By Angie House

When you think of multi-coloured roses, do you stop and wonder: “How did they do that?” It must surely be an unnatural phenomenon, right? That was exactly my thought the first time I saw a picture of rainbow corn.  It’s far too beautiful to be natural–it must be fake. 

In our ever-evolving Instagram-worthy world where just about everything is almost too beautiful to be real, we can’t always believe what we see in images anymore.

A picture may speak a thousand words; although, with photoshop and other imaging-editing programmes, we can’t take what we see at face value. The sceptic in me overruled, my next thought was that it’s definitely too pretty to eat. I thought, “They must have done that genetic-modification-science thingy to make it so pretty.” 

You may call me cynical, but I was pleasantly surprised to be proven wrong. To my surprise–yes, rainbow corn is, in fact, actually all natural and edible. Thank all that is good, because one of my first foodie loves is warm, buttered, fresh-off-the-stove popped corn. These rainbow seeds are evidence of nature in all its wonder and glory. This revelation casts a whole new light to the phrase a “pot of gold at the end of a rainbow.”

So Corny

In Middle America, where trows of cornfields prominently line highways, you can imagine how this crop has risen in popularity to a dinner-table staple. Having grown up in the state of Nebraska, USA, I found it was curious that I’d not seen or heard of its rainbow variety until recently. However, I can’t unsee it now, and nor would I want to. It’s like that scene in the Wizard of Oz where everything dramatically changes from black-and-white into colour as Dorothy first emerges in the fantasy world somewhere over the rainbow. Once having seen the corn in living colours–in sky blues and silvers, fiery sunset hues, emerald greens, translucent pink, and lavender purple–is hard to imagine the world (of corn, of course) in only shades of ivory and yellow.  

A-Maize-Ing Ear Of Corn!

Rainbow corn is native to North America, and has a hard outer layer making it almost glassy in appearance. It is called “flint”,“Indian”, or “calico” corn. The main difference between calico corn and the traditional yellow or white corn is purely based on how it is used. Nutritionally and flavour wise, it is exactly the same. You can eat classic sweet yellow corn right off the cob, while rainbow corn is a little too tough to prepare that way. Therefore, the coloured corn is usually ground up and used for cornmeal, tortillas, or even grits due to its starchy quality. It can also be popped. However, don’t set your hopes on a bowl of colourful party snacks as it doesn’t maintain its colour once popped.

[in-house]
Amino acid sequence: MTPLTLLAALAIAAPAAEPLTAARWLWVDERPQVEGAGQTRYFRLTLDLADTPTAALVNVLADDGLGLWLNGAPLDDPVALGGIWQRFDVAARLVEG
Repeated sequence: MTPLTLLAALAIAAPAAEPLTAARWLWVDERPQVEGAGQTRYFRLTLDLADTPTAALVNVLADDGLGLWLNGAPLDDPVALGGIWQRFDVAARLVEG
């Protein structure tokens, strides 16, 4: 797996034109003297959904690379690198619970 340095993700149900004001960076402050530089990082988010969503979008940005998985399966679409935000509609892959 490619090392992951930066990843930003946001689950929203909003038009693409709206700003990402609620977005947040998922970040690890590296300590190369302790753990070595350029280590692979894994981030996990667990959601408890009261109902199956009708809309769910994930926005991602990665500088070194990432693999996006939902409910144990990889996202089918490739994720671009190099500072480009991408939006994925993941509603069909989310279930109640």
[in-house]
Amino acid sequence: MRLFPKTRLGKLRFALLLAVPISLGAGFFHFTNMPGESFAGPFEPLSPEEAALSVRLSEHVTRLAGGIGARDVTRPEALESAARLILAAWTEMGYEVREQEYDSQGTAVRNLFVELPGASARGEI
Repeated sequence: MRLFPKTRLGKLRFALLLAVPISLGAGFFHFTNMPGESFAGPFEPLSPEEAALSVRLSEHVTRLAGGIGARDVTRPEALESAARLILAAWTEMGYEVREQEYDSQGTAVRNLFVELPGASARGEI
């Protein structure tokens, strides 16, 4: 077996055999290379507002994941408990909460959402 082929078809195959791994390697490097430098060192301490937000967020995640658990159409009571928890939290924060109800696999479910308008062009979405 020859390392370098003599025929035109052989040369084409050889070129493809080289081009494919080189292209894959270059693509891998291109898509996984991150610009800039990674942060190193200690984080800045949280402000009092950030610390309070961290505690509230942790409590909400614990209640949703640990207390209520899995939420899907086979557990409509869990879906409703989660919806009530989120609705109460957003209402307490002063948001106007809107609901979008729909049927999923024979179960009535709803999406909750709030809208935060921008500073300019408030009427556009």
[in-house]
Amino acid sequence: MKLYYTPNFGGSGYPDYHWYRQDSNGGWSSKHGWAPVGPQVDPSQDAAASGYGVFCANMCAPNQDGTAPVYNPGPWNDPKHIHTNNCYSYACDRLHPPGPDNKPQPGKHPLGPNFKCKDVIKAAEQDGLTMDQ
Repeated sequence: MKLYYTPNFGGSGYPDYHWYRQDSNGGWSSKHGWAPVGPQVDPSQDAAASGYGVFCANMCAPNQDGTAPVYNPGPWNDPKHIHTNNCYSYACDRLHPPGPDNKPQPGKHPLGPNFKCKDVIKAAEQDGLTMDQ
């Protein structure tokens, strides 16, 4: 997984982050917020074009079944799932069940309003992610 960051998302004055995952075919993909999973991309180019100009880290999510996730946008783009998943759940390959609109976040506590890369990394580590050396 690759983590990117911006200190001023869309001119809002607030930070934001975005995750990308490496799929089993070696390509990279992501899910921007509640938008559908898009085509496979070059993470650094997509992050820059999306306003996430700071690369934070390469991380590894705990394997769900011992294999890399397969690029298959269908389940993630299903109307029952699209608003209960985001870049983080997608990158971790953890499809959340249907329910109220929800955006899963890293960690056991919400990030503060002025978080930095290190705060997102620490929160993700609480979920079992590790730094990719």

More traditionally, however, you will see this special genetic corn variety used in crafts and decorations. It can be found as a particularly popular centrepiece adorning dining tables during the late autumn holidays in the U.S. 

There’s No Place Like Home

You may be wondering, what is the back story? Where did this eye-catching phenomenon come from? 

It all started with a farmer by the name of Carl Barnes, also known as White Eagle in his Native American culture. Looking to develop a deeper connection with his heritage, Barnes began planting a variety of old Cherokee corn handed down by his ancestors. 

The seedlings originally came from cross-breeding strains from the Pawnee miniature popcorn with an Osage red-flour version and another Osage corn, Greyhorse. From those combinations, rainbow corn was born. With each harvest, White Eagle took the seeds from the most colourful cobs and began replanting, thereby increasing the hyper-pigmented, ultra-vivid, glass-like rainbow coloured corn that is popular around the world today. Before he passed away in 2016, Barnes saw his seeds reach people all over the world with a little help from a few special friends. Now that’s a colourful backstory.

Over The Rainbow

If you’re feeling inspired and ready to grow your own variety of rainbow corn and post some “a-maize-ing” Instagram photos of your own, you’ll find the seeds online from a company called Seed Trust based out of Southern Arizona, USA. It is no surprise, the colourful seeds are in extremely high demand and so you may have to join their waitlist.  

While you’re eagerly waiting to become the next rainbow corn farmer, join the thousands of rainbow-corn fans sharing photos of their rainbow corn achievements and raving about these pretty little seeds on the Facebook fan page.